Cool Springs Wines & Spirits is notably one of the stores that did not rush to add products in light of the new state legislation.

“We expanded our beer selection to include low-gravity offerings, however, we are committed to an entirely different strategy than most of our competitors, “ Woodard explains. “We never back down from a challenge. We think and buy big to better serve our customers. That’s how we guarantee lowest prices and how we are able to offer more SKUs (6,500 products) than anyone else in the area. We truly earned these Market Watch Leader accolades. “

In addition to their pricing and inventory strategies, the Woodards cited Cool Springs Wins & Spirits’ reputation for excellent customer service and an inviting atmosphere as reasons for their success.

“The layout of the store is well thought out,” says Jackie, who designed the store specifically with female customers in mind. Rather than high metal shelving found at many big box outlets of a similar size, their displays are on X-shaped custom-made wood racks they call “pods.” At the center of each pod is a replica of an old-fashioned streetlight with accompanying signage, such as Cabernet Circle or Chardonnay Way. From the high ceiling hangs an assortment of whimsical, hand-made dolls and creatures from Katherine’s Collection.

At the front, near the registers, shoppers will find a gated play area for children. The wide aisles are easy to navigate and the racks were purposely designed to be lower than eye level, enabling easy navigation, in addition to theft deterrence.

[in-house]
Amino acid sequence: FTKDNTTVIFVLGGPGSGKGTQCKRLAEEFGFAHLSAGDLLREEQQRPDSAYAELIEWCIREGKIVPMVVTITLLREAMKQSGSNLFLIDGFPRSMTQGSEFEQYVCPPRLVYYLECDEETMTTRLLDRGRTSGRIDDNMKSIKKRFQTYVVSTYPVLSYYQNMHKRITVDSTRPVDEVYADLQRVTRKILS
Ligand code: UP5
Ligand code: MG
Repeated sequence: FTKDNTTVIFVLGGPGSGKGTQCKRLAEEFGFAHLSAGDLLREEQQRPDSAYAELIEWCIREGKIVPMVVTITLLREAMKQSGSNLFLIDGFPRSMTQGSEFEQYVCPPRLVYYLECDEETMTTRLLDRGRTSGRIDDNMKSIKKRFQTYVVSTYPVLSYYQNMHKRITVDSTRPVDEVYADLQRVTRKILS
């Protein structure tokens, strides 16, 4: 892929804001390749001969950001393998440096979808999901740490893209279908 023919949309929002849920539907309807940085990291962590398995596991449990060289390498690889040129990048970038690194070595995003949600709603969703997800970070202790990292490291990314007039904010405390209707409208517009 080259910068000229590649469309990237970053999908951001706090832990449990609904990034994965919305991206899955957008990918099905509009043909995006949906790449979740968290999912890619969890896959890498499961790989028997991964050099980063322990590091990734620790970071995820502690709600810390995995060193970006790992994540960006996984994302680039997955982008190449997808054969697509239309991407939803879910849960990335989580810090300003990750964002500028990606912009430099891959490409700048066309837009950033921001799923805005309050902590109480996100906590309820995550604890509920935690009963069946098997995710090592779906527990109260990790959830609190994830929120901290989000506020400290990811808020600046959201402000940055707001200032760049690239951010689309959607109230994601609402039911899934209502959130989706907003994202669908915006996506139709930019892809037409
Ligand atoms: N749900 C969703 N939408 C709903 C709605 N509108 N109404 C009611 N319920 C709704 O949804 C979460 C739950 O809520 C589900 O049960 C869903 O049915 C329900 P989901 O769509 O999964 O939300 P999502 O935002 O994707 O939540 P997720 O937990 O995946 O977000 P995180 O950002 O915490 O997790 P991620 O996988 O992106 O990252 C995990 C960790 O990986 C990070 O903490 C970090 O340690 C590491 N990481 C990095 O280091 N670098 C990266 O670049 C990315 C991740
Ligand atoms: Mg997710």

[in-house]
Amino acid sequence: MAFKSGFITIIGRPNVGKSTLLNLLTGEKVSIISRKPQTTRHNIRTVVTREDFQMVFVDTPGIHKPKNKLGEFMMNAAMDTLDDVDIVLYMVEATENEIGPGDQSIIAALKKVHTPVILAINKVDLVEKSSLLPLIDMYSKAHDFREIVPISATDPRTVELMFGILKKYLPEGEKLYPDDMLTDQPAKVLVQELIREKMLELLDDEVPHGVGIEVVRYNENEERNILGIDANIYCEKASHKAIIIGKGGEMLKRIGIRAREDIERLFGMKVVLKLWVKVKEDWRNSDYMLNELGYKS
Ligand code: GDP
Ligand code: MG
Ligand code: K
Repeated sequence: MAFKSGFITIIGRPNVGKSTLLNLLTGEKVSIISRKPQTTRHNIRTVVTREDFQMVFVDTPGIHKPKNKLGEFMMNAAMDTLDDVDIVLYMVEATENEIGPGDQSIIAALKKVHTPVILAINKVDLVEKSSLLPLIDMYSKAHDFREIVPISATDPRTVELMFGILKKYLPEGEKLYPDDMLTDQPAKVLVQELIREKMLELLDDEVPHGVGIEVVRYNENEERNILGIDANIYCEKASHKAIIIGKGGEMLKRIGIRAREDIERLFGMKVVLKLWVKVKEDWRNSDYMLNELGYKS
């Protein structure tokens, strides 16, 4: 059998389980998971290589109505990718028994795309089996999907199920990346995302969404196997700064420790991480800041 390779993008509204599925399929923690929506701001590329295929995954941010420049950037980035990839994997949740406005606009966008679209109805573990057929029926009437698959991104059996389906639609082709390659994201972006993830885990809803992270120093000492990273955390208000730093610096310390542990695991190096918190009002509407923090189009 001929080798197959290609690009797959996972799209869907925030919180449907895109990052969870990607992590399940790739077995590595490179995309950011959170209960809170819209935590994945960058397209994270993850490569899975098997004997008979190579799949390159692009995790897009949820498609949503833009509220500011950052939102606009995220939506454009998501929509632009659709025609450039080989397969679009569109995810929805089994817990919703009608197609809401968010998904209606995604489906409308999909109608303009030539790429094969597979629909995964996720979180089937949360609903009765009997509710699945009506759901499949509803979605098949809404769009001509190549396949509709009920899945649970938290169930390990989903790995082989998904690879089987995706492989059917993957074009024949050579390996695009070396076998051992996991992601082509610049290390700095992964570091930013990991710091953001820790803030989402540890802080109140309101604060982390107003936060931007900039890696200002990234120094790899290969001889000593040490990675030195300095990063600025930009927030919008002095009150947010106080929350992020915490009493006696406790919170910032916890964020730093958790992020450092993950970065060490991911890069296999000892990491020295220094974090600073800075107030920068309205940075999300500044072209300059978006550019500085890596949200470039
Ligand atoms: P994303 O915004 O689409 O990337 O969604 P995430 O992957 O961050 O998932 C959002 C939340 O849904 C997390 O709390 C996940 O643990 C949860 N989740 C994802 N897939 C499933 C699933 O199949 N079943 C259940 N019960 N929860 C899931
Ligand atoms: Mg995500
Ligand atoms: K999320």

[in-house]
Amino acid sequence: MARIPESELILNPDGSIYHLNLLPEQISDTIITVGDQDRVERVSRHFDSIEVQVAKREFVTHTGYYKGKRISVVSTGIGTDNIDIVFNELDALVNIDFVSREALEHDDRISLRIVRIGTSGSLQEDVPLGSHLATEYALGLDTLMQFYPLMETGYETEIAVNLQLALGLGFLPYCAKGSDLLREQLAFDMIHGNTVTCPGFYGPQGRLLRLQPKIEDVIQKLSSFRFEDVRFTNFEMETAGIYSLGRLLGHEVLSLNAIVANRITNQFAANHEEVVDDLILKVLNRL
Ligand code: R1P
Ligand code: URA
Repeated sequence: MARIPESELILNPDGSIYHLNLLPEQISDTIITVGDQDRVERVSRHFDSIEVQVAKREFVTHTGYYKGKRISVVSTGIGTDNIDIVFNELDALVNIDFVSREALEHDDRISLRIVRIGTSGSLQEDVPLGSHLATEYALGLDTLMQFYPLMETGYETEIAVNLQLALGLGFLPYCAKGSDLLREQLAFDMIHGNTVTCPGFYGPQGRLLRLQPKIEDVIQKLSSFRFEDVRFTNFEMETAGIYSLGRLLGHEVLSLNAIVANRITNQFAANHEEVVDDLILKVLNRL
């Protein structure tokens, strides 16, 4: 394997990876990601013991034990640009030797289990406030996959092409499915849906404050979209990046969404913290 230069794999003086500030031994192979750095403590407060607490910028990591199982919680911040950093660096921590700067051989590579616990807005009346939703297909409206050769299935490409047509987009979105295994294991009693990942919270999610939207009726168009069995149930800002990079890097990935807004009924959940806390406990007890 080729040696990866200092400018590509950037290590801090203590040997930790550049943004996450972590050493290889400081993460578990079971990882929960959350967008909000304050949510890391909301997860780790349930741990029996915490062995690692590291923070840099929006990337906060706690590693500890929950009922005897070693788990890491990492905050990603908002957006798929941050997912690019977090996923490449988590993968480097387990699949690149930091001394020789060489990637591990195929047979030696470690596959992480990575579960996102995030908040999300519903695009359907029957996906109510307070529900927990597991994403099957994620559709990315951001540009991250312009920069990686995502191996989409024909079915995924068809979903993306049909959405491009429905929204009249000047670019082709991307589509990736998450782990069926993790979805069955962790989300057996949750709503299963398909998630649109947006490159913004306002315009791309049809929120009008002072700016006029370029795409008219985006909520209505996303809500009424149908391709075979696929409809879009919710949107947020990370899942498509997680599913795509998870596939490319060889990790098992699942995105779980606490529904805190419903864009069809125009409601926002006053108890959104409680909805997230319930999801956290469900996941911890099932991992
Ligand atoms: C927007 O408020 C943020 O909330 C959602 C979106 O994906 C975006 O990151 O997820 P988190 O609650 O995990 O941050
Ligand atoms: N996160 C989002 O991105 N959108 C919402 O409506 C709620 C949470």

Another noteworthy component of the Woodards’ business strategy is their commitment to stocking high-end, highly rated, and very eclectic wines.

“Unlike many local stores, wine accounts for 60% of our sales. I can guarantee you that the majority of those revenues are not from wines that will be available in grocery stores,” said Woodard. “Our customers expect more than that. They count on our sales team to hand-sell the wines, especially as vintages change and new offerings come to market.”

Woodard credits his sales and purchasing staff for the store’s success. “Our employees really know this market, and they buy products that we know our customers will enjoy… at prices and an unequivocal selection that will keep them coming back.”

Woodard went on to say that General Manager Penny Rose Floyd, who has worked at Cool Springs Wines & Spirits for 15 years, “has the respect of every wholesaler in our market.”

“The best teams have skilled and talented people at all positions,” Woodard told Market Watch. “While I may be the one who stood on stage to accept this great Market Watch Leader honor, I did it on behalf of my wife, our incredible staff, our marketing agency, our suppliers and the wholesalers in this market. This recognition really puts Middle Tennessee on the map in our industry. I am very proud of how far we have come, and even more excited about where we are going.”